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Respecting rules

Comments / {{hitsCtrl.values.hits}} Views / Monday, 12 November 2018 00:00

The dissolution of Parliament last Friday has pushed Sri Lanka into an even deeper political crisis and endangered the rule of law more than ever before. The will of the people is central to a democracy but so is upholding the law, which is laid out in the Constitution. The Constitution is the bedrock of a nation and provides powers to the different branches of power, undermining it for political gain has pushed Sri Lanka’s democracy into a tailspin and launched the country into uncharted waters.

Hours before the release of the dissolution, President Maithripala Sirisena moved the Government Printers Department under him, triggering feverish speculation. The swearing in of the last members of Cabinet indicated that the crossovers had stopped with the Sri Lanka Freedom Party (SLFP) still short of the magic 113. This was confirmed by Sri Lanka Freedom Party (SLFP) member Keheliya Rambukwella who faced a barrage of questions by media about their majority at a press conference on Friday afternoon. During the exchange, the former MP conceded that the SLFP does not have the majority and was relying on more crossovers. 

However, with minority parties steadfastly refusing to condone the actions of the President and support former President Mahinda Rajapaksa, the options available to the SLFP were fast receding. Rather than face a potentially humiliating vote when Parliament is reconvened, the next step must have appeared as a natural one. President Sirisena last week was reported to have said that he used only the first trump card to remove United National Party (UNP) leader Ranil Wickremesinghe and had several others up his sleeve. It would seem the next card was dissolution. While no one would doubt the powers of the Executive after the recent display, it is hard to deny that these games are destroying Sri Lanka’s democracy.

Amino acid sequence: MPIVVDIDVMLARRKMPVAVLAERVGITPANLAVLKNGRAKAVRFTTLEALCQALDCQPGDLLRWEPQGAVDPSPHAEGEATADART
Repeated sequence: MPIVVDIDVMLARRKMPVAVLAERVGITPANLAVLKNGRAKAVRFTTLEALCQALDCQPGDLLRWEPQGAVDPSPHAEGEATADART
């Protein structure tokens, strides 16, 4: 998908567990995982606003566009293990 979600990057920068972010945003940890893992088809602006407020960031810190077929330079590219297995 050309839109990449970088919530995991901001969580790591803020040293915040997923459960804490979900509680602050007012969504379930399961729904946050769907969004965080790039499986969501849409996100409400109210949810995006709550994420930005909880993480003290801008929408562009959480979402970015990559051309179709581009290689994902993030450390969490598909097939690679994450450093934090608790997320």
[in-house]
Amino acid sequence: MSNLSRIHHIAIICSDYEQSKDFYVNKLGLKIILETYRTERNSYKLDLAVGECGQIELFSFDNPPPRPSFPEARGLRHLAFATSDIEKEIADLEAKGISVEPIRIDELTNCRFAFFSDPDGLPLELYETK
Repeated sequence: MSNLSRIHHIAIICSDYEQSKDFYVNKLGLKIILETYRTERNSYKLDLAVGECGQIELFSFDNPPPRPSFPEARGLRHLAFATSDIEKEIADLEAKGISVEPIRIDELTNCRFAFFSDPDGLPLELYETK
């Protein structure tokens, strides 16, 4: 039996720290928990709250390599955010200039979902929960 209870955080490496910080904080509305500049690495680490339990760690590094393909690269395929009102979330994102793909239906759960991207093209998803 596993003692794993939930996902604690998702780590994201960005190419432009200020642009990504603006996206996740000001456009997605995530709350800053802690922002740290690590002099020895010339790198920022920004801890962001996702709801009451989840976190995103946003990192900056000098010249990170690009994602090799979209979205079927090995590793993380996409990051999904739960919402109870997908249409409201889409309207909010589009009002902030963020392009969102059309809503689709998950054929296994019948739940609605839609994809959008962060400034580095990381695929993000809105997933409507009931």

Democracy is not a selective process. It is a holistic framework that must be respected and implemented in its entirety. President Sirisena cannot go to the people on his decision to appoint Rajapaksa while destroying the mandate given by those same people in 2015. It is true that the sovereignty of the people is supreme but that is enshrined in Parliament, not the Executive. Deciding to dissolve Parliament when he cannot muster a majority shows the hypocrisy of the argument presented by President Sirisena. The mandate of the people is sacred but so is rule of law, which the political system rests on. Throwing out the Constitution and with it, the mandate that should have lasted till August 2020 while saying it is to create a space for the will of the people is disingenuous to the extreme. 

The UNP, as well as Opposition parties have said they will go before the Supreme Court, and the country is now awaiting developments. The upshot of this political turmoil would be a heightened level of caution by the private sector that will attempt to ride out these elections as well as possible Presidential polls likely next year, which could hit already lacklustre growth prospects. Public revenue, already under strain from the slew of tax concessions announced by the Finance Ministry, will also have to spend about Rs. 5 billion on the Parliamentary election. Given the situation, one is forced to wonder whether this is the best way to have spent these tax funds.     


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